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To-Do List: Socially distanced Columbia arts and entertainment picks (Nov. 4-11)


The Boomtown Trio celebrates its new album on Friday at Indah Coffee.


Visions From India Film Club

The Columbia Museum of Art kicks off the film club corresponding with its new featured exhibition with a virtual screening of the 2015 drama “Masaan.” The title means “crematorium,” a location that figures in two entwining tales. The dead weight of traditional morality and India’s crushing caste system thwart two young people trying to make sense of their lives in the wake of personal tragedies. A discussion with director Neeraj Ghayawan follows the free virtual screening. Access it on Nov. 4 at 7 p.m. via PAT MORAN


Boomtown Trio Album Release

In a rarity for local groups, the chamber-bluegrass Boomtown Trio meticulously prepared the release of its debut LP, waiting months after recording to make sure every detail was considered and prepared for an April release. Then, 2020 happened — hence the album release celebration this Friday (outside and socially distanced) at Indah Coffee. Luckily, the appeal of the group’s classically indebted, gorgeously nimble sound has a timeless quality, and the trio is joined by another local Americana group with a 2020 debut, Admiral Radio. The $5 event starts at 6 p.m. Find more info KYLE PETERSEN


Art Bar Comedy Night

With COVID-19 cancelling many of Columbia’s weekly events, Art Bar is finally bringing back a local favorite with its open mic comedy night. Back in action every Tuesday at 8 p.m., the event features a new, COVID-safe environment — happening outdoors, allowing for six feet of social distance between groups, but still offering a lot of laughs. A signed waiver and temperature check are required at the door. Masks are to be worn at all times while moving around the building. HALLIE HAYES


South Carolina Philharmonic

The Philharmonic keeps up its autumnal COVID-19 strategy this week, hosting intimate chamber performances outdoors at several spots around town. Catch the Nov. 5 Concert in the Gardens at the Hampton-Preston Mansion (starts at 5 p.m., costs $50 or $250 for a circle of six patrons), the Nov. 6 dinner with music at Segra Park (seatings at 5:30 and 7:30 p.m., $12.50 admission does not include food or drink) or the Nov. 8 performance at Saluda Shoals Park (starts at 4 p.m., admission costs $12.50.) Head to for more info. JORDAN LAWRENCE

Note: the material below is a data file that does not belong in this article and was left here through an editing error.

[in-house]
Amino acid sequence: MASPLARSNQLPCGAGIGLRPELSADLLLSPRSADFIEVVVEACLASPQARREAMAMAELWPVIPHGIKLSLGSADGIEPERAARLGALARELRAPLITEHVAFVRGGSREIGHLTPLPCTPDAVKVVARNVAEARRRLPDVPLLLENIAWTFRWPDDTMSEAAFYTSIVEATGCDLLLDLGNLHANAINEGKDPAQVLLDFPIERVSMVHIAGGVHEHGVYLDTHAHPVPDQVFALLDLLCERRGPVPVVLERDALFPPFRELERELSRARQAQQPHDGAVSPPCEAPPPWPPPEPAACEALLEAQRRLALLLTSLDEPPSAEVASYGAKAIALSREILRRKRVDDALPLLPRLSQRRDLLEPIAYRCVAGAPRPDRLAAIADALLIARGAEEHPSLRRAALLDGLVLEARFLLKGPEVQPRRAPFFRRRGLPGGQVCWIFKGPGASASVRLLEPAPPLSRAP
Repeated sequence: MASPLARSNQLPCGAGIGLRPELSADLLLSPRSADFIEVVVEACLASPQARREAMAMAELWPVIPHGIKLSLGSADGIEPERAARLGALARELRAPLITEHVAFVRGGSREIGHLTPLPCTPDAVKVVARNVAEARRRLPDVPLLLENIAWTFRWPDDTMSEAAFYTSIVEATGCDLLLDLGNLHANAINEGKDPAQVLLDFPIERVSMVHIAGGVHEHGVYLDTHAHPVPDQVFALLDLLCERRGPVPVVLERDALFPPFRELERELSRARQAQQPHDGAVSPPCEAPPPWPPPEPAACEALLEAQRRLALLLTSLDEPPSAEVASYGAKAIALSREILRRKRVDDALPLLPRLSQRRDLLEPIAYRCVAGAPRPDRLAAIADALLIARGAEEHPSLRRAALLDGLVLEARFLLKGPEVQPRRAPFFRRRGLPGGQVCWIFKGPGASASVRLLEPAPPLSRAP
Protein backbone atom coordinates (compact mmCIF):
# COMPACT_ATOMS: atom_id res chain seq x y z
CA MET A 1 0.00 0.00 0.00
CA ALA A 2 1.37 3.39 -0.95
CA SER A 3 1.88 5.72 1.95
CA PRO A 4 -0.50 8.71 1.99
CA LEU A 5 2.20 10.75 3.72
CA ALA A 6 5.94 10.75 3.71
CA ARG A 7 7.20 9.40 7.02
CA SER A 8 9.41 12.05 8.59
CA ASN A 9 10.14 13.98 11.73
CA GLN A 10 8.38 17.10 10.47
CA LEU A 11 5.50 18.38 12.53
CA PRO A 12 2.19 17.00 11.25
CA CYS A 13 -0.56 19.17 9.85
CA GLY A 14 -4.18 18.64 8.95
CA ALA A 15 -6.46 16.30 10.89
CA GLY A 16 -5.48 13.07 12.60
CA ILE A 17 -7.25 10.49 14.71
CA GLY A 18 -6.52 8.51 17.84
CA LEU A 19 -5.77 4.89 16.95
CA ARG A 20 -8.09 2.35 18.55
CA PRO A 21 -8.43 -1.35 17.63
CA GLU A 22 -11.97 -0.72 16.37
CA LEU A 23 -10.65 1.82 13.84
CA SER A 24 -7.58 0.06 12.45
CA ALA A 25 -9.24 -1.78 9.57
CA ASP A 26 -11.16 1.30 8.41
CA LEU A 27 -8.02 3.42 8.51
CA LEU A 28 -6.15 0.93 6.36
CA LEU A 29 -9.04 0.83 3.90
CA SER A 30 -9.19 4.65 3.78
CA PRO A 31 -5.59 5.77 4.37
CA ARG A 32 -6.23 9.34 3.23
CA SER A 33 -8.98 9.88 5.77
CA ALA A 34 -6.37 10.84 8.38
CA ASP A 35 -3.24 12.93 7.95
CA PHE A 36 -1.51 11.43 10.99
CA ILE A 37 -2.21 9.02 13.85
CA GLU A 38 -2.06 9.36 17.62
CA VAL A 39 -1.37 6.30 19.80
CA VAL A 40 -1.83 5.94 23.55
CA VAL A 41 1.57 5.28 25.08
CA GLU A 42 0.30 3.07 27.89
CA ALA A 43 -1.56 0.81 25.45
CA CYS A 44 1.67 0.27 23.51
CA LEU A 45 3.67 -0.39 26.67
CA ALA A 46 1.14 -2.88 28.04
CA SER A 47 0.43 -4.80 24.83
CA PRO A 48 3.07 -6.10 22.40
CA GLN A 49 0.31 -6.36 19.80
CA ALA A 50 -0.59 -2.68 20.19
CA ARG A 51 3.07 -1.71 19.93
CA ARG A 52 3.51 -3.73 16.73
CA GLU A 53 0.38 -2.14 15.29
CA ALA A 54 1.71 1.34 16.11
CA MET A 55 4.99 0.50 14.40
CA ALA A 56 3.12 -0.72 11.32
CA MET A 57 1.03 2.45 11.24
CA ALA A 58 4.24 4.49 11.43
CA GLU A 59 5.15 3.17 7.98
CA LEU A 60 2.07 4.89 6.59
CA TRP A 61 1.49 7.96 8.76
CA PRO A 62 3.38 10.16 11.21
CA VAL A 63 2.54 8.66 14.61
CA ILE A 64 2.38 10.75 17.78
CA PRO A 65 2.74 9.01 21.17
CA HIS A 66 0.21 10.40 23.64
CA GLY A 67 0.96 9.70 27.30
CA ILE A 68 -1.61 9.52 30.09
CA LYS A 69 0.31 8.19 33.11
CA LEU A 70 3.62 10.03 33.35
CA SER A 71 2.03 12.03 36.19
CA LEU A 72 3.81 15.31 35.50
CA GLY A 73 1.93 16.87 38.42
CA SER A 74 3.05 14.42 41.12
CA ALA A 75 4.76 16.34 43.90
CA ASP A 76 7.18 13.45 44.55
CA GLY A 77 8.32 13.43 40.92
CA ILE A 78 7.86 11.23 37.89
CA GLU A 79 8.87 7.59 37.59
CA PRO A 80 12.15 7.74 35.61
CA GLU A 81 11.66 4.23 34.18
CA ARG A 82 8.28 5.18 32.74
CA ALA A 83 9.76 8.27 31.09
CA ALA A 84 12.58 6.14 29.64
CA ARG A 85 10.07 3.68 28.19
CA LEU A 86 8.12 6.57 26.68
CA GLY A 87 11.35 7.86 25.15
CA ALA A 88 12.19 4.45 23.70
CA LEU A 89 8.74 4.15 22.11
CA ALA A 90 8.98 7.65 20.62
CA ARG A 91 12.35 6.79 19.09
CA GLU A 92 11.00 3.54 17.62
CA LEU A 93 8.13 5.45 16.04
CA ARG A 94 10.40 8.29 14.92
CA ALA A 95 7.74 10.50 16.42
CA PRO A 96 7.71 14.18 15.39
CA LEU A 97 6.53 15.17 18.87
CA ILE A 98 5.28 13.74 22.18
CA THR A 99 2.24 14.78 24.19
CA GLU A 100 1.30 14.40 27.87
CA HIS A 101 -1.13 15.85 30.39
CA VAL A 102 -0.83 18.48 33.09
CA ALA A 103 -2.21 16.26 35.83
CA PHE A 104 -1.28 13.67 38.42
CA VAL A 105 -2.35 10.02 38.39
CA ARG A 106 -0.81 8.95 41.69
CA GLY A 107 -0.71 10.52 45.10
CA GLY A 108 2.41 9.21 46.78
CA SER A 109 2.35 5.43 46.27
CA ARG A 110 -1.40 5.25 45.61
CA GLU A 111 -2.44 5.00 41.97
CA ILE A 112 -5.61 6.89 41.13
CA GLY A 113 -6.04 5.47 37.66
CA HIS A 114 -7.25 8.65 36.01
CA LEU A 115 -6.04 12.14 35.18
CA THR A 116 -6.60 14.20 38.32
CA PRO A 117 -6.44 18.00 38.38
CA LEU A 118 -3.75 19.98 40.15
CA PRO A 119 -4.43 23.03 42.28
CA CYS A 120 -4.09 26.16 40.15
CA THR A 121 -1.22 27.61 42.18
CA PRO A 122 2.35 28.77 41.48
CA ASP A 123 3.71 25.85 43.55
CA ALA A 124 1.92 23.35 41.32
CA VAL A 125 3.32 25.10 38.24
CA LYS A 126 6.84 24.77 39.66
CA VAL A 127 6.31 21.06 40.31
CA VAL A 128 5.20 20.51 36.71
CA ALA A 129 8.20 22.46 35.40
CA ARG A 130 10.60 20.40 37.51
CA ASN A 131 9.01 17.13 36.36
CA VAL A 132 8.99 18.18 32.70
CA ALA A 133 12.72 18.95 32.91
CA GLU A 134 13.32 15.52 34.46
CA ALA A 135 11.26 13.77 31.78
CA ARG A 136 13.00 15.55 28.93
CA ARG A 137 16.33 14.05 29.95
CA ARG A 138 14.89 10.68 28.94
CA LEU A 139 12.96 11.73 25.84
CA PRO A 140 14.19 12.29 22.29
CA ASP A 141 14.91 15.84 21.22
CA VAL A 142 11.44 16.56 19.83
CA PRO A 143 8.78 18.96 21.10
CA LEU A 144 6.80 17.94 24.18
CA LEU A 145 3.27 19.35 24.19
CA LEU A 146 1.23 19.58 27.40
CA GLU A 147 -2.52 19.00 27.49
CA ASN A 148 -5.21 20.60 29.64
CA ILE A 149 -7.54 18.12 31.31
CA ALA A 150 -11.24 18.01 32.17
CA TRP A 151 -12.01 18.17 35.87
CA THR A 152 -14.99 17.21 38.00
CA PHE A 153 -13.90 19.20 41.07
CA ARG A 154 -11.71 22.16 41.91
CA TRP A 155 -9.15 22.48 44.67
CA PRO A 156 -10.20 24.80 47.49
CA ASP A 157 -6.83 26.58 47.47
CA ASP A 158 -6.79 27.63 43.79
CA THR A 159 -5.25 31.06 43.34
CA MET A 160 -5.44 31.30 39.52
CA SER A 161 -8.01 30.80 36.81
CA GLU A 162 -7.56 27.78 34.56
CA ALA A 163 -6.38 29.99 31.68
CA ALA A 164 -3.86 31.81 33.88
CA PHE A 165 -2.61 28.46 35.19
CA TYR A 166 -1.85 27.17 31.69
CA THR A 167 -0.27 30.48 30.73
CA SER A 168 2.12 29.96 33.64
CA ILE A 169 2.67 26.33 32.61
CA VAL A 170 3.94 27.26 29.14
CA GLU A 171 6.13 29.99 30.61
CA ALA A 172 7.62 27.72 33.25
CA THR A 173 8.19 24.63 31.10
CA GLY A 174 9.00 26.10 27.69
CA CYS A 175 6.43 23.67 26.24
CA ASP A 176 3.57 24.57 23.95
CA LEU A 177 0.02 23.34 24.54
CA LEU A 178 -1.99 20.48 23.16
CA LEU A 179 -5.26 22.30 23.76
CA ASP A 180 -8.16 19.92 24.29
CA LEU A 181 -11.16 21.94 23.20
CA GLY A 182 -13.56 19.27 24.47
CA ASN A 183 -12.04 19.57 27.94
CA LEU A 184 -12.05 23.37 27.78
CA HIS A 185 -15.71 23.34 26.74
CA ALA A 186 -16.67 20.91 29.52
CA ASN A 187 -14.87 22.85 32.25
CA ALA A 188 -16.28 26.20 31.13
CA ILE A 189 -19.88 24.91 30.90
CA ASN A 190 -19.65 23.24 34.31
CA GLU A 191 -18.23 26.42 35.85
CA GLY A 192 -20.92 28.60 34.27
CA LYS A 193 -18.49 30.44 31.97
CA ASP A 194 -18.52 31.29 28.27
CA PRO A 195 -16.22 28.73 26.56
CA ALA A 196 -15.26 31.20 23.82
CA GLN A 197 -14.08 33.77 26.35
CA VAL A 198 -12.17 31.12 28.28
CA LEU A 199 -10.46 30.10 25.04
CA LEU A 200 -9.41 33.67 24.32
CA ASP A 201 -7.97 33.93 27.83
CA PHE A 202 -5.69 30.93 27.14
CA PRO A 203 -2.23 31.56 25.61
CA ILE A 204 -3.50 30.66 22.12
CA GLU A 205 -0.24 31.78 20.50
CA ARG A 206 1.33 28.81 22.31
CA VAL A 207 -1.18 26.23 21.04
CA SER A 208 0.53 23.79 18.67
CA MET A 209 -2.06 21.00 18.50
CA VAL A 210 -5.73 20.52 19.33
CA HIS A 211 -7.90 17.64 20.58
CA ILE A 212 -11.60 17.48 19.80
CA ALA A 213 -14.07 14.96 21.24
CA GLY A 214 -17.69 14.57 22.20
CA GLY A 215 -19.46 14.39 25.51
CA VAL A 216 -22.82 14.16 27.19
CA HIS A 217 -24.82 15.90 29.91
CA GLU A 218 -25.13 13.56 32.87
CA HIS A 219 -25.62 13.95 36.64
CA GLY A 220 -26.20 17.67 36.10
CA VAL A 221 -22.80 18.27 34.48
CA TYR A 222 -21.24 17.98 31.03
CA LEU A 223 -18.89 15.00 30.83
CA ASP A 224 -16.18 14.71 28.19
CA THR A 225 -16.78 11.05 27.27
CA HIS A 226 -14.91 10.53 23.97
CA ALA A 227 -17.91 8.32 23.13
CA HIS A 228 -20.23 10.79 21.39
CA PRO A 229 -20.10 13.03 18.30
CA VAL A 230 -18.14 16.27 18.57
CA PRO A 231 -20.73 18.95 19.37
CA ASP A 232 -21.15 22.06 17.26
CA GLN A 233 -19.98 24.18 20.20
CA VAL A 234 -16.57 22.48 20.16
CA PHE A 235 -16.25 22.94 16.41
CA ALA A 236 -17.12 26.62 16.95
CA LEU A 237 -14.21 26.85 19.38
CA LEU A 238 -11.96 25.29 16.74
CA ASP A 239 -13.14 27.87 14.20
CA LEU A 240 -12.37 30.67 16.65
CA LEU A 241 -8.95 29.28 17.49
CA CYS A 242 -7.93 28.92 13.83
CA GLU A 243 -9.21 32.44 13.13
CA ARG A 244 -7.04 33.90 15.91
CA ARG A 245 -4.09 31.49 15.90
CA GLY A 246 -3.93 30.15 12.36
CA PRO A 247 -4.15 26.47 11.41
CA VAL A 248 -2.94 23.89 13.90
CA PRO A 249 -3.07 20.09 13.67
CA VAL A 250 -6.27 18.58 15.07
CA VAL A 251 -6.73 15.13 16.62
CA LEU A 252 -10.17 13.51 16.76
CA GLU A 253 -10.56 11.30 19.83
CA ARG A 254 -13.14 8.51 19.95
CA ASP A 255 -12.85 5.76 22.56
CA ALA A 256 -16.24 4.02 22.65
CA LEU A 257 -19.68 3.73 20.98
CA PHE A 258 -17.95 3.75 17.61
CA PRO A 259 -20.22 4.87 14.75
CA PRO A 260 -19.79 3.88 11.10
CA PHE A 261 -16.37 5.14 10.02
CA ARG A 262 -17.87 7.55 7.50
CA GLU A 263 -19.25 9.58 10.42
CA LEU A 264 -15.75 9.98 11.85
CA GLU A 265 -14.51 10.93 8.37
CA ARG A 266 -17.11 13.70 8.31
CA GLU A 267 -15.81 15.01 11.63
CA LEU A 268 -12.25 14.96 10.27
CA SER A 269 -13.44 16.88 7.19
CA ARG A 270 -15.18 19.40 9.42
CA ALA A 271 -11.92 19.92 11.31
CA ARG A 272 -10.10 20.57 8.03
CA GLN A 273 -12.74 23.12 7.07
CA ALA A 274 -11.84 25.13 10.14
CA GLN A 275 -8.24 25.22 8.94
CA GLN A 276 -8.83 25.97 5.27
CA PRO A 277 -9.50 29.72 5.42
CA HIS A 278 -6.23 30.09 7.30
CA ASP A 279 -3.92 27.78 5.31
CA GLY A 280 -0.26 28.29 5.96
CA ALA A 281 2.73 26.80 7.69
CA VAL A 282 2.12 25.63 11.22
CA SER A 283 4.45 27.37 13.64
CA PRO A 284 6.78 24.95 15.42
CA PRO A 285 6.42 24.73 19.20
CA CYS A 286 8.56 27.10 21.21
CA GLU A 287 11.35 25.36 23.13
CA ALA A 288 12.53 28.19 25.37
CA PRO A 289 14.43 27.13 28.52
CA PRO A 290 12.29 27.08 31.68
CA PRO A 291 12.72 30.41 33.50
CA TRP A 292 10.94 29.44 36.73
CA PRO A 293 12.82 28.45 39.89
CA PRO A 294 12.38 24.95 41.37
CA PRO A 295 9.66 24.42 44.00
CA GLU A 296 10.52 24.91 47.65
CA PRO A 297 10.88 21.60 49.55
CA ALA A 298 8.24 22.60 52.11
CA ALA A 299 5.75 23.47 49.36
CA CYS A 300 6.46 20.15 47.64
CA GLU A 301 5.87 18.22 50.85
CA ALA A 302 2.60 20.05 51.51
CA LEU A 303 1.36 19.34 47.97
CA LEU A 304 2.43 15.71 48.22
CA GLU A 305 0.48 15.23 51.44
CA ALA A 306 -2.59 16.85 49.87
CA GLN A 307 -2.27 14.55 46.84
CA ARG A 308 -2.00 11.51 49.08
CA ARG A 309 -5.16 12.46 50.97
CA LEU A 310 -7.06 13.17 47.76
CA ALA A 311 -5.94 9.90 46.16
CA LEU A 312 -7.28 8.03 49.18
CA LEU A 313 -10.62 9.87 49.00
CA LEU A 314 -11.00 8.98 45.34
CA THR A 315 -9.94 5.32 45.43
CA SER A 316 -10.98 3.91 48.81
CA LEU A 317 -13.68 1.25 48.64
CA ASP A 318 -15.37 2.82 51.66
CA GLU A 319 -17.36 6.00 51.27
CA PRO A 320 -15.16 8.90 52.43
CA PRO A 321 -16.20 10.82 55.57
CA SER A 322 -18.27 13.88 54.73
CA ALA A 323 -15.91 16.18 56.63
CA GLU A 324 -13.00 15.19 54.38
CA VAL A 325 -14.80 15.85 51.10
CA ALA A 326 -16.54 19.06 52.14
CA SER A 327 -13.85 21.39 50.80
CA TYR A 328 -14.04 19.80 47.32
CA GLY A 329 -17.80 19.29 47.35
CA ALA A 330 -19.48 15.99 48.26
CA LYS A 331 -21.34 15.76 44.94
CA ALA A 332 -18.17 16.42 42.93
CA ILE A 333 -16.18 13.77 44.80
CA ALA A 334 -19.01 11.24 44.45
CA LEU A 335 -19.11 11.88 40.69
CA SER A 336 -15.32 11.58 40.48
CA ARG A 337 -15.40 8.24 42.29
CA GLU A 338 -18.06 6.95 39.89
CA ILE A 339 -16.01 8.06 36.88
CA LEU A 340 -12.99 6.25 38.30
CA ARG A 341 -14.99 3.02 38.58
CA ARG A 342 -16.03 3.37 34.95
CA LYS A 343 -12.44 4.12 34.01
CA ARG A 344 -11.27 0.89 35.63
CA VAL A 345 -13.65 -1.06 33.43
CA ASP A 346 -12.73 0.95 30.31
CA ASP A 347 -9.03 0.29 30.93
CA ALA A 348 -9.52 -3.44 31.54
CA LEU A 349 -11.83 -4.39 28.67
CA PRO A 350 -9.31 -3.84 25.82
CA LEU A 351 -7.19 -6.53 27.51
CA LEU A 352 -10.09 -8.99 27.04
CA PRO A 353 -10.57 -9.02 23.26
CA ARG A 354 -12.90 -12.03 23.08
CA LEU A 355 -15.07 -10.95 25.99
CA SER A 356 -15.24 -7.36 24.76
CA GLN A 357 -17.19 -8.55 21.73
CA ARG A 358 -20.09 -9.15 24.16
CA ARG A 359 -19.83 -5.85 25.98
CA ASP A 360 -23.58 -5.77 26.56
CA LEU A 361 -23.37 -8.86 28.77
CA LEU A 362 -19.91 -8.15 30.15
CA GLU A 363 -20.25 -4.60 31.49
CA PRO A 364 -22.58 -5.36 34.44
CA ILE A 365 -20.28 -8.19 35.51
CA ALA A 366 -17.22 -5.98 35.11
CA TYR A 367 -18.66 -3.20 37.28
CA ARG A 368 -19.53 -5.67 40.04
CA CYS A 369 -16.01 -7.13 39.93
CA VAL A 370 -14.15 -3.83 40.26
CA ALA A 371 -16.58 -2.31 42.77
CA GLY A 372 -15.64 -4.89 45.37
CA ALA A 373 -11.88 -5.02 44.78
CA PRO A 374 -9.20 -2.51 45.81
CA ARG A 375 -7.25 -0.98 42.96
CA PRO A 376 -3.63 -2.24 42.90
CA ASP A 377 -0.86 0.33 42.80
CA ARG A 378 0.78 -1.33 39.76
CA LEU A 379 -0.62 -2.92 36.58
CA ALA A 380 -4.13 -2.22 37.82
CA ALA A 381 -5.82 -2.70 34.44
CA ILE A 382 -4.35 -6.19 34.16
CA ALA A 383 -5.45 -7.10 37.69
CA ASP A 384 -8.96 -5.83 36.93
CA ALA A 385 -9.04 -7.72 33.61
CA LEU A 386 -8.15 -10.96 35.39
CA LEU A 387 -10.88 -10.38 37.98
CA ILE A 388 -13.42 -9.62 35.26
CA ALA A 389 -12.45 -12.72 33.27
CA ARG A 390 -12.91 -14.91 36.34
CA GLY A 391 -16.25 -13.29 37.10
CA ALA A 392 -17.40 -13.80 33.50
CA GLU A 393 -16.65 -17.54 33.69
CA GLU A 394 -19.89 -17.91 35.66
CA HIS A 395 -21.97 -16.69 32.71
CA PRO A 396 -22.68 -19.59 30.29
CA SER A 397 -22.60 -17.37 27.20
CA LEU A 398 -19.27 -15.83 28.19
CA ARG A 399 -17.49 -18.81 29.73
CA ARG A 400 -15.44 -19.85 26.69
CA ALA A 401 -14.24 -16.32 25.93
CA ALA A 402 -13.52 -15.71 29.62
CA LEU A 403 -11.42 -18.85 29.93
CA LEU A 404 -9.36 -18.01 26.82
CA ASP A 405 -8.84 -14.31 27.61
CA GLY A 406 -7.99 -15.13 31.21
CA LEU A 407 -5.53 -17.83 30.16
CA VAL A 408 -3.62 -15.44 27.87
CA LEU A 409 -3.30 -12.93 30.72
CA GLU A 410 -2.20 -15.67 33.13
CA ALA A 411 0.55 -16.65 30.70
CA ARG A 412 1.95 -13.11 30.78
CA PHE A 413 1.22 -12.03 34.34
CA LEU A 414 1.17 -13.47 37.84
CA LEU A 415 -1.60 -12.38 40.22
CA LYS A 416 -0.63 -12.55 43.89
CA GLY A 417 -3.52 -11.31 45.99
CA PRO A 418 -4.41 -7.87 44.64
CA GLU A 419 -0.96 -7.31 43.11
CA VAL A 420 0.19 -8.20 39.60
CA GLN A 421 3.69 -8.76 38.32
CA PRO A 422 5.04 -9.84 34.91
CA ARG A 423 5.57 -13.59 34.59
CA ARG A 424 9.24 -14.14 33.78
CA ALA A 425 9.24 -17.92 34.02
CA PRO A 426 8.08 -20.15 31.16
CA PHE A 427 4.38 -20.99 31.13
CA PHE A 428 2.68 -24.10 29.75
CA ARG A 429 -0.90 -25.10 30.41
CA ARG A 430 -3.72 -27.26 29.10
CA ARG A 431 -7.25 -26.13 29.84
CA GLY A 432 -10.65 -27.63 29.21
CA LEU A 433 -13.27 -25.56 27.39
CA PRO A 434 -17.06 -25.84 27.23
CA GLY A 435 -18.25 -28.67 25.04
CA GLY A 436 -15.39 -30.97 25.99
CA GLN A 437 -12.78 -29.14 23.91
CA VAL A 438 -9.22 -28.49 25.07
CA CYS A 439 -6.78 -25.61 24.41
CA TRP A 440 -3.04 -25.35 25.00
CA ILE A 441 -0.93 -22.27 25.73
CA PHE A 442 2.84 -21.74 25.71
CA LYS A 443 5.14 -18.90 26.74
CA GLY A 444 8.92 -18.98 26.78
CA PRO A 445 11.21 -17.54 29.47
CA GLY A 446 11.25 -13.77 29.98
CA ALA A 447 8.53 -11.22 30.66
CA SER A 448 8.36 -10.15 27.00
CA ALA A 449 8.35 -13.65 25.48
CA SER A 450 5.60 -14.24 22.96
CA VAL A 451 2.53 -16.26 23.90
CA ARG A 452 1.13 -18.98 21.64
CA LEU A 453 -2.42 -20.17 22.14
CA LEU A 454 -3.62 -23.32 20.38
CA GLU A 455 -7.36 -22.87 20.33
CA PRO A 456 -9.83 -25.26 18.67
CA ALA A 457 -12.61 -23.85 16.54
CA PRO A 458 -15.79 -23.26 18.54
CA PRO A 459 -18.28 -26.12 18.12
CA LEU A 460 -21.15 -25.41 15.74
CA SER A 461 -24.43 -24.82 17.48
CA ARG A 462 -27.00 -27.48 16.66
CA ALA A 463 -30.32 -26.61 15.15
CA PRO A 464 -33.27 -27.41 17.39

“Ganja & Hess”

Director Bill Gunn’s 1973 masterpiece is a landmark in Black independent cinema. The plot, revolving around a romance between an anthropologist-turned-vampire and the widow of one of his victims, is merely a launching pad to explore Black assimilation and cultural imperialism. The film eschews crypts and coffins for a lush almost tropical milieu. Star Duane Jones also played the lead in George Romero’s horror classic Night of the Living Dead. Watch it via the Nickelodeon Theatre’s virtual screening room from Nov. 4 to 6. Access via costs $10. PAT MORAN


”Macbeth: A Conjuring”

“Alas poor country, almost afraid to know itself.” On their website, Shakespeare’s Globe notes time’s cyclical nature. In 1606, Shakespeare wrote “Macbeth.” A plague ravaged the land and all the theaters closed. In 2020, the company stages a reading of “Macbeth.” A plague ravages the land and all the theaters are closed. There’s also modern resonance in “a tale full of sound and fury,” about an arrogant ruler brought down by hubris. The virtual offering, which stosts $19.36 to access is available from Nov. 5 to 11 at PAT MORAN


“Borat Subsequent Moviefilm”

Time feels like it's going backward, and one of those accompanying reasons could be that there's a new Borat movie out. Unlike the 2004 hit, Sacha Baron Cohen's latest offering has one problem: People know who Borat is, and it sometimes kills the joke. The movie feels like it's a produced reality show with moments of organic chaos. Still, it’s diverting and incendiary enough to keep you watching until Rudy Giuliani's instantly infamous hands-down-pants scene arrives late in the film. Watch it via Amazon Prime. PREACH JACOBS


Steven Hyden’s “This Isn't Happening”

Reading a book about a single album is always kind of limited to obsessives, but for a band like Radiohead that’s really okay. Steve Hyden takes that fact to heart, combining straight-up recording minutiae with discursive fanboying digressions, zeitgeisty blogosphere analysis, and druggily navel-gazing memoir-ish-ness. It’s ideal for band obsessives and, to Hyden’s credit, for general readers who embrace Chuck-Klosterman-esque entreaties on popular culture. KYLE PETERSEN


“The Lie”

This Amazon original film starring Joey King should have spectators on the edge of their seat with each new sequence. The movie features an average family keeping an anything-but-average secret, taking a dive into the teenage mind and begging the question: How far would one go to protect their child? The ending is chilling. Spoiler alert: It’s all a lie. Watch it via Amazon Prime. HALLIE HAYES

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